It is to be recalled that the PSC at its 827th session has adopted the 2018-2021 AMISOM Concept of Operations (CONOPs). Developed based on the Somali Transition Plan (STP), the Operational Readiness Assessments (ORA) of AMISOM and of the SSF, the CONOPs provide a roadmap towards the complete withdrawal of AMISOM troops and handing over of responsibility to Somalia authorities. The communiqué of the session emphasized that the effective implementation of the CONOPs and the STP highly depends on the ‘generation of the Somali Security forces…continued provision of required trained and equipped personnel by Police and Troop Contributing Countries and availability of required and predictable resources for AMISOM’s sustainment to support the FGS’.

The UNSC 2431 (2018) has extended the mandate of AMISOM to pursue three strategic
objectives: to facilitate gradual handing over responsibilities to (SSF), to reduce the threat of Al-Shabaab and other armed groups and to assist SSF to provide security for the political processes at all levels. For PSC members it would be of interest to inquire on the 10-months progress and challenges in fulfilling the key assignments by AMISOM and to receive update on the reconfiguration of the peacekeeping mission. One notable development has been the initiative by the AU for developing an AU political strategy for Somalia.

The Chairperson’s report is expected to provide update on the reconfiguration that took place in the military, civilian and police component. On the military aspect, the capacity of SSF in taking over from AMISOM is expected to be highlighted and the need to enhance coordination and information sharing among the various security actors will be a key factor to enhance protection and security. For the police component, the reconfiguration looks into the increased police presence in the various AMISOM sectors and to support the roles of the military and civilian components as well engage in trainings of national police personnel. This will also be accompanied by the reconfiguration of equipments. The civilian component has increasingly been involved in the implementation of the STP particularly in the political analysis and human rights monitoring.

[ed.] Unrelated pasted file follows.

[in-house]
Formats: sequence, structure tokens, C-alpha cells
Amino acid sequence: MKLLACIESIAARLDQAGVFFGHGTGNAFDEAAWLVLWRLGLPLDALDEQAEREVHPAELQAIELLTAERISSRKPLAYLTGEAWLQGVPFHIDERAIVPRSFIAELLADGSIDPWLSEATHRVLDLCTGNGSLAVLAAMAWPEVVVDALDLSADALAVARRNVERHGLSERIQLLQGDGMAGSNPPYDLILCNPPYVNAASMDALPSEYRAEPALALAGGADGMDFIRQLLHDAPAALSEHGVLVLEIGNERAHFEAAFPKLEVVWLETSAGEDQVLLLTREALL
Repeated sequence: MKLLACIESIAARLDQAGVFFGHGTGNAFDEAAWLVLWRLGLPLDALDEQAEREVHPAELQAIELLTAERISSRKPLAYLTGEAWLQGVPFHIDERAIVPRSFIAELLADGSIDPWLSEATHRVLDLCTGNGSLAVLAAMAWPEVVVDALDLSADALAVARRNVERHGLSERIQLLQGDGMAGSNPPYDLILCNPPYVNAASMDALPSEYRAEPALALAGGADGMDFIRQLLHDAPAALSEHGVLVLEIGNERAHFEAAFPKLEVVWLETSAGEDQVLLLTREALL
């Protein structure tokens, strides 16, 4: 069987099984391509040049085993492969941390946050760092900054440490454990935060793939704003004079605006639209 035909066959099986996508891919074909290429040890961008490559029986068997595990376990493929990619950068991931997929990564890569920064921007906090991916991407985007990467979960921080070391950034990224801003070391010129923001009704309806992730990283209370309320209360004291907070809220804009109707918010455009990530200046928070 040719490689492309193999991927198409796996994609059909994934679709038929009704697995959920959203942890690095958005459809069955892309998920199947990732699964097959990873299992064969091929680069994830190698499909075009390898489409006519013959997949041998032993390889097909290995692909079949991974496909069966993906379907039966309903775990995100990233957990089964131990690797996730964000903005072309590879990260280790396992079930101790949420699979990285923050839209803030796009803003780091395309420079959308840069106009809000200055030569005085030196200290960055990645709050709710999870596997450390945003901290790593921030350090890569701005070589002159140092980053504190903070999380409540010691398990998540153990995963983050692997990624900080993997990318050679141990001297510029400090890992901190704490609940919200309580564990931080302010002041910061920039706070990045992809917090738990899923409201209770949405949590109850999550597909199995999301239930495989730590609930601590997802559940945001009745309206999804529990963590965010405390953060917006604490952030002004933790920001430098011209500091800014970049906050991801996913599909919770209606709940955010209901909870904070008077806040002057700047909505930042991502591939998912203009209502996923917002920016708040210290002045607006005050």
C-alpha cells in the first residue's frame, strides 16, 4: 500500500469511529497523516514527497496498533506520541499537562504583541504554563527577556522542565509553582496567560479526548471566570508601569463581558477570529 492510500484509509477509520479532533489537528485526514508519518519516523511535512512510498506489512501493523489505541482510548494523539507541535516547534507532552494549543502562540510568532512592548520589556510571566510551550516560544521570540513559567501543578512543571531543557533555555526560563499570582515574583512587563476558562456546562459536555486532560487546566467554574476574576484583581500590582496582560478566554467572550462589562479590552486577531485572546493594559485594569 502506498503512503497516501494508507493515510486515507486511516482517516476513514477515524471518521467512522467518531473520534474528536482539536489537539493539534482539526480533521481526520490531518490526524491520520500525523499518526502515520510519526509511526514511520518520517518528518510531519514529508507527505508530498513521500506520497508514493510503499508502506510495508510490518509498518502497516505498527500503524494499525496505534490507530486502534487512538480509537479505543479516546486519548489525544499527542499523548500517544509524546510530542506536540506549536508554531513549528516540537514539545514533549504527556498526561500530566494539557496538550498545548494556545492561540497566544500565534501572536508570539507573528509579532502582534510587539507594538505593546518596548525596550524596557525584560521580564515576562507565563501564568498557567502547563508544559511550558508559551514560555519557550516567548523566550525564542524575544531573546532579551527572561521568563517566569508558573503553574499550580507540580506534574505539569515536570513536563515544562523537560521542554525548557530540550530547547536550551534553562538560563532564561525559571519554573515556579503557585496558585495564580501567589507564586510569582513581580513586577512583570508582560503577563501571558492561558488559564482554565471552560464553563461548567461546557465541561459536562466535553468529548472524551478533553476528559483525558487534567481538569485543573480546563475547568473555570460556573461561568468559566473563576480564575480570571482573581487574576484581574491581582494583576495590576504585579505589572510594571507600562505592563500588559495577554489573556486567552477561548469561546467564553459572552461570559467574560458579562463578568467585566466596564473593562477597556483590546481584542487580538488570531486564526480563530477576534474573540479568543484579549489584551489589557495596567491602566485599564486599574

The expanded role of the police and civilian components is also in line with the 782nd ministerial meeting of the PSC that calls for AMISOM’s mandate in ‘political and stabilization role into all sectors, including ensuring international humanitarian law and human rights compliance and accountability, progressive training and mentoring of Somali National Army, Somali Police Force and
Darwish forces required to successfully implement the STP’. The session, in addition to the ongoing efforts may also provide an overview of the planned implementation of phase two and three of the STP and the AMISOM CONOPs and key recommendations on next steps.

In terms of determining the outcome of the session, it may be of interest for the PSC to review developments in light of these benchmarks set in the communiqué of its 827th session. In this respect, a major consideration is the serious threat that Al Shabaab continues to pose and the security risk that arises from the implementation of the withdrawal of AMISOM without the presence of trained and prepared Somalia forces to take effective control of responsibility from where AMISOM withdraws.

If the risk of reversal of the security gains is to be ensured, the situation seems to warrant that more effort is made into putting in place effective SSF able to take over from AMISOM and the pace and timeline of the drawdown of AMISOM is reviewed accordingly. It is also important that AMISOM is provided with the resources and support that are necessary for reinforcing its effectiveness as it implements the
process of withdrawal.

The expected outcome of the session is a communiqué. Tomorrow’s meeting is expected to extend the mission’s mandate until 2020 and to specify the deliverables to be undertaken under
the new mandate in line with the 2018-2021 CONOPs and STP. It is also expected to highlight the adjustments that should be made in terms of the pace of withdrawal of AMISOM and the deployment of the requisite force enablers particularly in terms of aviation capacity. This decision will be followed by UNSC resolution that
is expected to be passed at the end of this month.